• My friend in the Maddux shirt and the Mets cap won't quite root for the Mets but won't quite root against them as they build a run in the first. She seems to be on both sides of the aisle but without a foot planted firmly in either. Not too many people root the way she does.

• She hands me something from her bag. It's a plastic cup that with a holographic image of the 2004 World Series trophy, and the cup says the Red Sox are World Champions. What's this doing at Shea? Wait, there's something in the cup. It's a t-shirt (oddly, the second time this week that somebody has thoughtfully given me a t-shirt at Shea). It says YANKEES CHOKED: WORST COLLAPSE IN SPORTS HISTORY! I get a big kick out of it. She tells me she got both of these items at Fenway Park. Huh? We're at Shea Stadium. How does a person just go to Fenway Park? She explains that she went with a friend from Minnesota. Minnesota? What an odd state to bring up. They went to see the Twins and the Red Sox. The Twins? But we're Mets fans. What are you talking about? For the rest of the game, she peppers her running commentary on the game and the annoying people around us with what Twins fans think and say and such. I must be imagining this. My friend is a Mets fan. I mean she's a Cubs fan. But now she's telling me about Bert Blyleven and Michael Cuddyer…and Fenway Park!. It's so weird!

• Jae Seo is pitching for the Mets. Jae Seo? I last saw him at RFK Stadium. He isn't even on the team anymore, is he? Why am I dreaming about Jae Seo? But Jae Seo is pitching brilliantly. He's outpitching Greg Maddux. For a while, he doesn't give up a hit to anyone except to Greg Maddux. (How freaky!) And then Greg Maddux steals a base on Jae Seo. (How freakier!) When Jae Seo finishes another strong inning, the DiamondVision shows a whole section of fans waving ThunderStix with Korean writing on them. (How freakiest! I remember seeing those the only other time I was here for a Jae Seo start, but where did all those ThunderStix suddenly come from?)

• Aramis Ramirez, the guy whose shirt was being worn on the 7 train, fouls off one of Jae's pitches. It's coming back toward us. It's landing in the Loge boxes above us and some guy is about to catch it in his glove, but he drops it and it falls in behind us. Who should get it but that squawking Myra woman? She immediately starts babbling about how she needs to get it autographed or it should come autographed or something. OK, this is too bizarre. It HAS to be a dream.

• I suddenly realize I'm on the Field Level, an area that always seems so forbidden when I'm in Mezzanine. I want to get something to eat, but not just anything because I know they must sell really special food on this level. So I get up to walk around and see what's available. I find the Daruma stand. It's the one that has Japanese food. I love Japanese food! It's my favorite! I remember this place from seasons past. It used to be in the right field food court. Then it was in the “international” food court in left field. Now it's just standing by itself. Hmmm… I look at the menu and the prices are all obscene, except for one. The Bento is $10. I love Bento boxes! Who'd have thought they'd have them at Shea? So I ask the lady for one. I expect it to come out from a refrigerator, but she just hands me the one that's on the counter and tries to interest me in some shumai. I decline and take my Bento, worried that it's been sitting out too long.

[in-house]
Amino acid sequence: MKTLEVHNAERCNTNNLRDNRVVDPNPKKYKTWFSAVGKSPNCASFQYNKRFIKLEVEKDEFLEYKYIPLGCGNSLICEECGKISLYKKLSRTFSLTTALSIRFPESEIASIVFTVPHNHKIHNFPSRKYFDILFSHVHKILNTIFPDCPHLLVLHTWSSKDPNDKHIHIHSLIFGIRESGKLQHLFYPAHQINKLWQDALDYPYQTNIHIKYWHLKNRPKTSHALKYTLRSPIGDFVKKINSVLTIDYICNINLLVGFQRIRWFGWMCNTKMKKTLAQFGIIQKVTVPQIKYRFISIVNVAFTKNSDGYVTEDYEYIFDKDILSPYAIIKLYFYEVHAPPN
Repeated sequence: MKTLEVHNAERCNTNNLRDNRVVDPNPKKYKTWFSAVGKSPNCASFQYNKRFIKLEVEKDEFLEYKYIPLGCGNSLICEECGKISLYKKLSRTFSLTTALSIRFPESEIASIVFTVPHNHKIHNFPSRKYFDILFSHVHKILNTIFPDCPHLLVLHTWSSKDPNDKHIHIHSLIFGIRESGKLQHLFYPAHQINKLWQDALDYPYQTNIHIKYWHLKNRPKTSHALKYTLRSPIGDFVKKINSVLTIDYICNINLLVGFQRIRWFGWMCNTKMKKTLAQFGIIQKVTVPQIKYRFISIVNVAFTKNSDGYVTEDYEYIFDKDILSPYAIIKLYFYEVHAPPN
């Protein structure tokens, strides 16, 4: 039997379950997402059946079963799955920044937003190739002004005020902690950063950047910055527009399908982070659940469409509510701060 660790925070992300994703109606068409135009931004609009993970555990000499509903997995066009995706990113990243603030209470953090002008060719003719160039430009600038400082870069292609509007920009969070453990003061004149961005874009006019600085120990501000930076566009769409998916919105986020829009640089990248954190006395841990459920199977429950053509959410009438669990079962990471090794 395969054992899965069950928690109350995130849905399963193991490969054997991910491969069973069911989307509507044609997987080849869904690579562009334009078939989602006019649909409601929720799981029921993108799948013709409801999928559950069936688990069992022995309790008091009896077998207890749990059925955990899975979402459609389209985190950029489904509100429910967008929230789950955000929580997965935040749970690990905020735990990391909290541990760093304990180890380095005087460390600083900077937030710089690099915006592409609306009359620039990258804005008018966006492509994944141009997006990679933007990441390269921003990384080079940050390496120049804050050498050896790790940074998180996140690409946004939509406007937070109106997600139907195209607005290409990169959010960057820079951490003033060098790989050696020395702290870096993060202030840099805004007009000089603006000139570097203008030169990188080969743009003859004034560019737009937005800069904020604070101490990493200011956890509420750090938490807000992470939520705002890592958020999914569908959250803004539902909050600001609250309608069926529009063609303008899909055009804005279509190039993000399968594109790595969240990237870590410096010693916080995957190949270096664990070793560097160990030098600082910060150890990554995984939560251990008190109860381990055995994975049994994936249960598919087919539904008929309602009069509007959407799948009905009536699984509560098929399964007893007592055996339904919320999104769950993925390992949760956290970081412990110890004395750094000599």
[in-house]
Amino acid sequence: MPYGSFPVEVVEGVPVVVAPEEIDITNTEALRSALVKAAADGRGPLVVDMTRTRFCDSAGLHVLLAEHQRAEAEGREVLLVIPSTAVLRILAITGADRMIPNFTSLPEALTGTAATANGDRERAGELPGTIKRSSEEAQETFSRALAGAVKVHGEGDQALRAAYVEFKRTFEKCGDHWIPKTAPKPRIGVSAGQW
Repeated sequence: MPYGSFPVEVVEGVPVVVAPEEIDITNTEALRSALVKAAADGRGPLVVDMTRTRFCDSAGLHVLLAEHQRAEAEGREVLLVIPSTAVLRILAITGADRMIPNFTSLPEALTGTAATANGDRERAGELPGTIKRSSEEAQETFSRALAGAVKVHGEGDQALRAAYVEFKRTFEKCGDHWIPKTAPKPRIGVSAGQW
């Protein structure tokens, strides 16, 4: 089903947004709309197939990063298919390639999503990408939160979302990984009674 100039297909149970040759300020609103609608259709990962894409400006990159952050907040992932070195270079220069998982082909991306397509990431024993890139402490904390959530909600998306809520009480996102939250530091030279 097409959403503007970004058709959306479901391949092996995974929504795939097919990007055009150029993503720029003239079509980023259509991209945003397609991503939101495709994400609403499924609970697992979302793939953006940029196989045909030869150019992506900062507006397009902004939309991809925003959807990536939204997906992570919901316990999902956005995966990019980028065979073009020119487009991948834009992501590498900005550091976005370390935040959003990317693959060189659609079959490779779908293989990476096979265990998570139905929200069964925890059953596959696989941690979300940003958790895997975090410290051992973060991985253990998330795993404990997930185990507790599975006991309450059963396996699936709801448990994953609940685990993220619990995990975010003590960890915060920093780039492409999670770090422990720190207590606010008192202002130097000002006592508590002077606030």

• I bring the Bento Box back to my seat and my friend warns me that I may have made a bad choice given my delicate constitution. She may be right, I think. I'm always choosing the wrong thing to eat at the ballpark. I always regret it. But I say, no, Japanese food has never steered me wrong before. Yeah, she says, but it's Shea. Hmmm…

• I start to eat the contents very fast. It's a very unusual Bento Box. It has a big chunk of salmon. I don't notice any chopsticks (which I can't use anyway) and I didn't think to ask for a fork, so I start to eat the salmon with my hands. I start to eat everything — some fried chickeny thing, some vegetables, some grapes (what are grapes doing in a Bento?) — with my hands. And I eat fast because although we are in the second to last row of this section and it's now 3 o'clock, the sun is suddenly beating down and I'm beginning to worry about the salmon and everything going bad in the heat. I finish quickly and my friend hands me a tiny bottle of Purell, that hand-sanitizing lotion. I pour a little on my hands but she tells me to use a lot, that she has two big bottles at home. I don't ever recall discussing Purell at a baseball game. Or using Purell.

• As I shove the mostly empty box back in the bag, I find a fork was in there the whole time. Where did that come from?

• Although the Mets are winning 2-0 and Jae Seo is beating the great Greg Maddux, all I can think about is how I may have made a terrible mistake in eating what I ate. I just want the game to be over. All at once I hate all the people my friend hates. The Myra woman. The hair twirler. The cell talkers. There's a guy a few rows ahead of us wearing a Piazza shirt and he gets up every few minutes to stretch which blocks my friend's view of Greg Maddux warming up. She points this out each time he gets up. Then she shows me the shirt she brought to replace her Maddux shirt is a Piazza shirt. And Mike isn't even playing.

• “Look,” she says. “Fred Wilpon is throwing Cracker Jack to the fans from his luxury box.” And he is. What is Fred Wilpon doing in my dream?

• I can't concentrate on any of this anymore. I have to wash my hands and get more water. Both will keep me from getting sick. I take my radio with me. Dae-Sung Koo is replacing Jae Seo. Koo? The guy who didn't pitch for two weeks is now pitching every day? HUH? Gary Cohen says something about how the Mets' Korean interpreter, a man named Lee, is sure to be a busy man after the game. Who is Gary talking about? Lee? Like Carlos Lee? Derrek Lee? Usually you clear things up, Gary. Now you're just confusing me.